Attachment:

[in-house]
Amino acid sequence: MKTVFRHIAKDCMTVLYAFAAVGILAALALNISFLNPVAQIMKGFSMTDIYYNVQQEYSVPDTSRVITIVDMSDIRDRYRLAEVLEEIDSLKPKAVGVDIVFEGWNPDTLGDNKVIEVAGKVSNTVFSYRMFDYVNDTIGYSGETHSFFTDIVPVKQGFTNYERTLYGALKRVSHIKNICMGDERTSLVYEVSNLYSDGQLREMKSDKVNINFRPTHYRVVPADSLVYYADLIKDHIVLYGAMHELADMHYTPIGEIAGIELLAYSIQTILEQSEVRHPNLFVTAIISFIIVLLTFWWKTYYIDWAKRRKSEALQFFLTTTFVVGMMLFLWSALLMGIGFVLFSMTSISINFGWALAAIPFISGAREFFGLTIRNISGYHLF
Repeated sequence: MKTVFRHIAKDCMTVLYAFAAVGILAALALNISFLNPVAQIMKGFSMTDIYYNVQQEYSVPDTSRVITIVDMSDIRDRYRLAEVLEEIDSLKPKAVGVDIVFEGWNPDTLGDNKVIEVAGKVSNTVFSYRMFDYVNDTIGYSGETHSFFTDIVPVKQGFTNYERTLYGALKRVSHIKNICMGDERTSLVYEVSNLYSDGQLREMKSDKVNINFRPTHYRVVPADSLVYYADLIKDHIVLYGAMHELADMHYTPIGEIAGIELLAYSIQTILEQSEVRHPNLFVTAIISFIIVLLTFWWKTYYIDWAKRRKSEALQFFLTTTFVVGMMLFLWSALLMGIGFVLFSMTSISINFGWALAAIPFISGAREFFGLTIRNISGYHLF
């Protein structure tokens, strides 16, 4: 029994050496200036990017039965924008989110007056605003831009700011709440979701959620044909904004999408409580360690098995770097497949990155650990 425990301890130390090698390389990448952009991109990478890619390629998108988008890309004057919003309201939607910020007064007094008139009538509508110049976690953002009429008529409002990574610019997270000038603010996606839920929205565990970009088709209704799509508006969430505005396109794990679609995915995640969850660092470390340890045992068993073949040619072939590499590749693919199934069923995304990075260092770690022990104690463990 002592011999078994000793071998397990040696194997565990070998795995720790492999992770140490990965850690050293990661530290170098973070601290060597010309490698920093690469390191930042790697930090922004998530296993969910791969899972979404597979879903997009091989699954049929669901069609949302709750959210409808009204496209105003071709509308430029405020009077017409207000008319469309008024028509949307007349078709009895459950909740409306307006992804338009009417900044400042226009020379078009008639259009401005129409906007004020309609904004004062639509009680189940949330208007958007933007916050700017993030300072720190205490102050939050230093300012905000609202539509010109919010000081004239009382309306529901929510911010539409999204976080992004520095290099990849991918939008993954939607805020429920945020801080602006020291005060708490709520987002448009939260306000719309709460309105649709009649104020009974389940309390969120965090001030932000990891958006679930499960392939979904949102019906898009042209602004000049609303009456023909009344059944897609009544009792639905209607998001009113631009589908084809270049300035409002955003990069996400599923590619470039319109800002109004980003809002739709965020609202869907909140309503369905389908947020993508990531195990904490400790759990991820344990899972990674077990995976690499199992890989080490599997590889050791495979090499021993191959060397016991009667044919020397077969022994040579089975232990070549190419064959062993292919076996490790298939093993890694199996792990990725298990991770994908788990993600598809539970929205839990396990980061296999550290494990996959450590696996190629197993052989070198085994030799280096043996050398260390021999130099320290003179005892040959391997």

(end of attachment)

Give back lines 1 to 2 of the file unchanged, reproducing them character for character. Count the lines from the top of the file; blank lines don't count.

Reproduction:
[in-house]
Amino acid sequence: MKTVFRHIAKDCMTVLYAFAAVGILAALALNISFLNPVAQIMKGFSMTDIYYNVQQEYSVPDTSRVITIVDMSDIRDRYRLAEVLEEIDSLKPKAVGVDIVFEGWNPDTLGDNKVIEVAGKVSNTVFSYRMFDYVNDTIGYSGETHSFFTDIVPVKQGFTNYERTLYGALKRVSHIKNICMGDERTSLVYEVSNLYSDGQLREMKSDKVNINFRPTHYRVVPADSLVYYADLIKDHIVLYGAMHELADMHYTPIGEIAGIELLAYSIQTILEQSEVRHPNLFVTAIISFIIVLLTFWWKTYYIDWAKRRKSEALQFFLTTTFVVGMMLFLWSALLMGIGFVLFSMTSISINFGWALAAIPFISGAREFFGLTIRNISGYHLF